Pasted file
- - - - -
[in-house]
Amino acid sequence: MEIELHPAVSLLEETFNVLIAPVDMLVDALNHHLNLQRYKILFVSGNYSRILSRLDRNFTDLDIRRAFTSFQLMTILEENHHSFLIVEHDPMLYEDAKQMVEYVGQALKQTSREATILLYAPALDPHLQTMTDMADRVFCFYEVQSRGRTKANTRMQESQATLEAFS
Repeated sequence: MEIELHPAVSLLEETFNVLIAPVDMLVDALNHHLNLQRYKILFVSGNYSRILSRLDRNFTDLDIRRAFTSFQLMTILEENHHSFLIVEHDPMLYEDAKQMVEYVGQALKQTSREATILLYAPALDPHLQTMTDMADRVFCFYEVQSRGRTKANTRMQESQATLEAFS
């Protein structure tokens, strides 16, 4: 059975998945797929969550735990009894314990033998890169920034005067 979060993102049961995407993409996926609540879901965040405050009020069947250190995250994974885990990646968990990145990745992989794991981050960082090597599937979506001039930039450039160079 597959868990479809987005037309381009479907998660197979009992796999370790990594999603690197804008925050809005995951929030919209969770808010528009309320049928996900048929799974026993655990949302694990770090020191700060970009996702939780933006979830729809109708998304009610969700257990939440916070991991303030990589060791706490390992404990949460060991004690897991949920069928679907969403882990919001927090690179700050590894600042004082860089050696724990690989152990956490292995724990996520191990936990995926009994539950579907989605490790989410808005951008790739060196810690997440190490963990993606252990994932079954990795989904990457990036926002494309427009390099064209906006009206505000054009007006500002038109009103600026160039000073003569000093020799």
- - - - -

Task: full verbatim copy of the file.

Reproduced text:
[in-house]
Amino acid sequence: MEIELHPAVSLLEETFNVLIAPVDMLVDALNHHLNLQRYKILFVSGNYSRILSRLDRNFTDLDIRRAFTSFQLMTILEENHHSFLIVEHDPMLYEDAKQMVEYVGQALKQTSREATILLYAPALDPHLQTMTDMADRVFCFYEVQSRGRTKANTRMQESQATLEAFS
Repeated sequence: MEIELHPAVSLLEETFNVLIAPVDMLVDALNHHLNLQRYKILFVSGNYSRILSRLDRNFTDLDIRRAFTSFQLMTILEENHHSFLIVEHDPMLYEDAKQMVEYVGQALKQTSREATILLYAPALDPHLQTMTDMADRVFCFYEVQSRGRTKANTRMQESQATLEAFS
């Protein structure tokens, strides 16, 4: 059975998945797929969550735990009894314990033998890169920034005067 979060993102049961995407993409996926609540879901965040405050009020069947250190995250994974885990990646968990990145990745992989794991981050960082090597599937979506001039930039450039160079 597959868990479809987005037309381009479907998660197979009992796999370790990594999603690197804008925050809005995951929030919209969770808010528009309320049928996900048929799974026993655990949302694990770090020191700060970009996702939780933006979830729809109708998304009610969700257990939440916070991991303030990589060791706490390992404990949460060991004690897991949920069928679907969403882990919001927090690179700050590894600042004082860089050696724990690989152990956490292995724990996520191990936990995926009994539950579907989605490790989410808005951008790739060196810690997440190490963990993606252990994932079954990795989904990457990036926002494309427009390099064209906006009206505000054009007006500002038109009103600026160039000073003569000093020799």